Brewton takes pride in it, adding that “Friday we have a Bible study before school and talk about the Lord. Faith really drives our team.”




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When the Red Bank Catholic High School football team beat DePaul, Wayne, in the NJSIAA Non-Public B championship game Nov. 28, it capped a wild ride for a group of seniors who will always be special to Mike Lange.

For one thing, it was the first senior class that Lange coached since they were freshmen. Secondly, they turned adversities into successes while going 35-6 with three trips to the state finals, two state championships and three Shore Conference division championships.

“These were kids I met coming through the door as freshmen,” Lange said. “You knew this group was elite. They were special kids where you knew you had a chance to make a special run. To actually have it happen with so many big games over the past couple of years is just unbelievable.”

It did not start well, as Covid-19 restrictions limited their season to six games and no playoffs as freshmen. One year later RBC won the state title but did so under the cloud of quarterback Alex Brown losing his mother to cancer. As juniors, the Caseys returned to the state final but could not repeat as they fell to DePaul.

The journey ended joyfully as the third straight championship meeting between the two teams ended with a 14-7 RBC win at MetLife Stadium in East Rutherford. It concluded a 10-1 season for the Caseys, who won 10 straight after losing their opener to three-time Non-Public A champion Bergen Catholic, Oradell.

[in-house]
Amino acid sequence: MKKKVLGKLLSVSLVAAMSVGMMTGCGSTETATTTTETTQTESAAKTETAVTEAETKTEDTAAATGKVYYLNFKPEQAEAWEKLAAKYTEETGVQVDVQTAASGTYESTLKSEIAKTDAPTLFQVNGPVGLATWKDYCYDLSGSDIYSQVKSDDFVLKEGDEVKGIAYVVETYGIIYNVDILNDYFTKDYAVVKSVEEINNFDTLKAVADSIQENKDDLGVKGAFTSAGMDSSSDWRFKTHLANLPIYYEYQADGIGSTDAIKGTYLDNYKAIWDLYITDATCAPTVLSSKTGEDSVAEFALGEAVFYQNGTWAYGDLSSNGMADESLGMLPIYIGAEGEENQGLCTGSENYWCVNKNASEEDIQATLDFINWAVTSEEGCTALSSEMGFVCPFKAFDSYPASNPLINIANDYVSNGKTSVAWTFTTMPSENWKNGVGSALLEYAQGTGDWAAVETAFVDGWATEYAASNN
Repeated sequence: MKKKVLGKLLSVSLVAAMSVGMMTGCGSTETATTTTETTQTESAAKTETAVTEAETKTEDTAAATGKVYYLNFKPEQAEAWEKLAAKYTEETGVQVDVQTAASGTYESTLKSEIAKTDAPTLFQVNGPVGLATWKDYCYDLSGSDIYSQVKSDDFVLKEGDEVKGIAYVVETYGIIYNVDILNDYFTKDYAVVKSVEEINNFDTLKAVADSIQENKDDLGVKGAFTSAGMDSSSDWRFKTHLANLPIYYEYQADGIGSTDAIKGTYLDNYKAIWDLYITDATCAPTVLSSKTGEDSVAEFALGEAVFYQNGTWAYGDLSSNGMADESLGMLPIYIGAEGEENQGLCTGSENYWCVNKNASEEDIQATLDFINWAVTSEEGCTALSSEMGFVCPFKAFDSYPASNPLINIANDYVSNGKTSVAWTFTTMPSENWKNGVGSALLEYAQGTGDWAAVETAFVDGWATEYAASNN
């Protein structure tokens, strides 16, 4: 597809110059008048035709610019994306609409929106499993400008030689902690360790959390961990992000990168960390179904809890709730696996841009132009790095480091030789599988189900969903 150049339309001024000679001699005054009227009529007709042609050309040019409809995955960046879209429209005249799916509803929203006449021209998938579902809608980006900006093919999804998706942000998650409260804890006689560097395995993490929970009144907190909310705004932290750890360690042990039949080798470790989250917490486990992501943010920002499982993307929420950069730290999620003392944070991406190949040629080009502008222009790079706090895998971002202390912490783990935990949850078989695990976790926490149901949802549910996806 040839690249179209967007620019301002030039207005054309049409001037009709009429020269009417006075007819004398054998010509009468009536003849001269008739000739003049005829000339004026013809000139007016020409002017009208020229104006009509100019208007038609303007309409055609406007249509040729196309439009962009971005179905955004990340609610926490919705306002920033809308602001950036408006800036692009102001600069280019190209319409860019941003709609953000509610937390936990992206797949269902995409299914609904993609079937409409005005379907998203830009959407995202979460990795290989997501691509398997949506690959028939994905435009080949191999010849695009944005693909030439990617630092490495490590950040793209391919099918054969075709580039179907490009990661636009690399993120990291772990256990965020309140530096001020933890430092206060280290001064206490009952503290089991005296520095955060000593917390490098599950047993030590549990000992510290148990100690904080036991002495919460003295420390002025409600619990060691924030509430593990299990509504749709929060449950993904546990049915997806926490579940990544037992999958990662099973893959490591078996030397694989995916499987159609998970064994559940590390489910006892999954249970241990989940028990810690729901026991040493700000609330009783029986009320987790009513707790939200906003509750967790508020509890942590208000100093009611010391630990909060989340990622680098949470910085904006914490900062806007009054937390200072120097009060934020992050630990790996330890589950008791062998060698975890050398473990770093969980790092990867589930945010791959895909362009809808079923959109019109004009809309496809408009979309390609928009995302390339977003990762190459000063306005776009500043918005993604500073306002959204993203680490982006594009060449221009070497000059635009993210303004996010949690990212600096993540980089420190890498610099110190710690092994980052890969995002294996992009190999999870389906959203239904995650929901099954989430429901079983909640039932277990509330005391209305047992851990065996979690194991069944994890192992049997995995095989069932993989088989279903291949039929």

Senior linebacker Davin Brewton felt that loss lit a fire.

“Losing your first game, there’s a lot of anger and you don’t want to feel that way anymore,” he said. “So, at practice we just worked twice as hard and were motivated to really go on and win the state championship. And playing them right at the start was a very good way to see where we were at.”

The well-played loss sparked a confidence that led to regular-season wins over Group V champion Toms River North, Group II finalist Rumson-Fair Haven, and sectional playoff semifinalsts Colts Neck and Donovan Catholic, Toms River.

“These kids have been through everything,” Lange said. “You throw in the schedule we had this year and how they handled it, and it just says a lot about them.”

The seniors were Brewton, Isaiah Nash, Vincent Muscillo, Max Kulawiak, Logan Graham, Emmanuel Ross, Stephen Myers, Colin Earnest, Louis Ambos, Justin LaMorte, James McDonald, Jameson Norton, Luke Wassef, Daniel Hailu, Nick Bracco, Avery Barnes, Tommy Marrin, Bryan Miller, Luke Mascarenhas, Tyler Burnham, Daniel Lezeau, Lorenzo Portella, Patrick Magee, Jack Bohm-Squicciarini and Luke Krzyzkowski.

As Lange watched them grow as players and young men, they watched him grow as a coach.

“Having him was a huge thing,” said Brewton, who will play at the University of Pittsburgh. “He helps us with colleges. And just him as a person, he’s great. He’s a defensive dude so being a player under him meant a lot. He came in during Covid, that was tough. We had to give him our all and do what we could. We built good relationships. That’s like my main man. He does a great job getting us ready.”